Although he probably wasn't the first in this crisis cycle to do so, New York Times (NYT) columnist Frank Rich makes a rhetorical reference to the guillotine while discussing the public's response to CEO and management underperformance on Wall Street and in Detroit. (It should be noted that the French deployed the guillotine for the express purpose of dealing with those seen as standing in the way of economic and political change during the French Revolution.)
As far as Rich is concerned, aside from CEO Rick Wagoner at General Motors (GM), CEOs and senior managers in corporate America have thus far largely escaped the guillotine, or an end to their tenures, despite similar management mistakes.
GM's errors as bad Wall Street's?
Rich argues that those who think GM did not mirror Wall Street are deluding themselves. GM peddled dubious products (cars) to foreign markets (South America, Russia), used creative accounting to disguise balance sheet woes (moving health care liabilities for retirees "off its books" and into a trust), and placed risky bets (on large SUVs instead of efficient cars) when history indicated this could only end badly. All of the above led to GM's stock plummeting, like certain financial stocks, from $70 to $3 on CEO Wagoner's watch.
Nevertheless, the American public has somehow spared GM and Wagoner from the wrath it has voiced about Wall Street. The populist anger and pitchforks are pointed toward Wall Street, Rich says, and no one has seemed to notice that Wagoner has walked away with $23 million for his failure. (In fairness, some Wall Street CEOs have been in their jobs for too short a time to warrant the guillotine, but not Bank of America's (BAC) CEO Ken Lewis: eight years.)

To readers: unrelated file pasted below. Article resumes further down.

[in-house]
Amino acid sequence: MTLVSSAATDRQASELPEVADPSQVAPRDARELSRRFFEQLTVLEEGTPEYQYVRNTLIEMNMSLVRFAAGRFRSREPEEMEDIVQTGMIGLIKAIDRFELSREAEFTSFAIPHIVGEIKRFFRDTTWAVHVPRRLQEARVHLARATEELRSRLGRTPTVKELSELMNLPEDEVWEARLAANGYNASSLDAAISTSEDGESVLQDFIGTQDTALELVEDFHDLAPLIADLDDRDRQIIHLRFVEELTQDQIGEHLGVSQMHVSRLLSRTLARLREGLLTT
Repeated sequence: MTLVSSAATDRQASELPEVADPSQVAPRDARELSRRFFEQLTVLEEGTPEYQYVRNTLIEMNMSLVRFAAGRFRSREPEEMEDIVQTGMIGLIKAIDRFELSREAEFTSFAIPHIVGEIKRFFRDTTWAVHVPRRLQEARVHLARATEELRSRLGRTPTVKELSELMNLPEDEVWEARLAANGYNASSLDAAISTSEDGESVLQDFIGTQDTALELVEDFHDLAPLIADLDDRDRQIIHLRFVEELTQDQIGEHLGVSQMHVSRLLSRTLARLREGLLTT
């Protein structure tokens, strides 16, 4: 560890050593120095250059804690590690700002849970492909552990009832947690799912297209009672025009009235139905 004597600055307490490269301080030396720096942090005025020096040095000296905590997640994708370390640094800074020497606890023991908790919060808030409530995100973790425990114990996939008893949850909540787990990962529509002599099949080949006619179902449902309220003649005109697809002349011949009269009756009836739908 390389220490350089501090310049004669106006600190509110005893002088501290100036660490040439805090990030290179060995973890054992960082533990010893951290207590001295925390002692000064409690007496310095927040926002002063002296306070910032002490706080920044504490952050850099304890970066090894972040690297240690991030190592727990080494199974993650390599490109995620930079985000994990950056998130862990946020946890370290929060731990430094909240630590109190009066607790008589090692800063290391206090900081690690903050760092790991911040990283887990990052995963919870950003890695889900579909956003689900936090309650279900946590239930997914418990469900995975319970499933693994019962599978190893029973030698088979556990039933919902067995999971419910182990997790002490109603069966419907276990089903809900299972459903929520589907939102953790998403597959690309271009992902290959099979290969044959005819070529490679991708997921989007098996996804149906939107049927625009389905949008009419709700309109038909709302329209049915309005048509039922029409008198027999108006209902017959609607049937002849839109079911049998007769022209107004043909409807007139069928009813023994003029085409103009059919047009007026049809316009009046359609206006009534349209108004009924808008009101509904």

For Rich, the above is a classic double standard. The public should be blaming corporate America as much as Wall Street: the nation has just overspent and overborrowed in a reckless culture that has dramatically underperformed everywhere, and is now being replaced by a new economic order.
Economic Analysis: Rich doesn't succinctly state in abstract terms what he believes is the reason for the public's GM/Wall Street double standard, but he does offer real-world examples; e.g., "sending one of six CEOs to the guillotine is not enough."
The view from here argues that the reason the American people are not judging corporate America's managerial performance more harshly is its tendency to blame the rascals, not the system. Historically, Americans blame the decision makers, not the economic system -- and they throw the rascals out. Blaming corporate America as much as Wall Street (even though there was a remarkable similarity in management mistakes and excesses during the era), would imply the need for substantial changes to the economic system, and that's something the American people are not prepared to support or to do, at least not at this juncture.
Bottom Line: Look for the financial crisis to drive only modest reforms -- some changes to the board of directors system, some changes that provide incentives for longer-range corporate planning and that discourage short-term financial incentives, and some moral suasion to discourage ridiculous CEO and senior executive and management pay structures. Further, President Obama's proposals on energy, education, health care, and infrastructure -- most of which will be passed -- will place the nation on a sustainable growth track, but it appears national industrial policy and other systemic changes will have to wait for another day.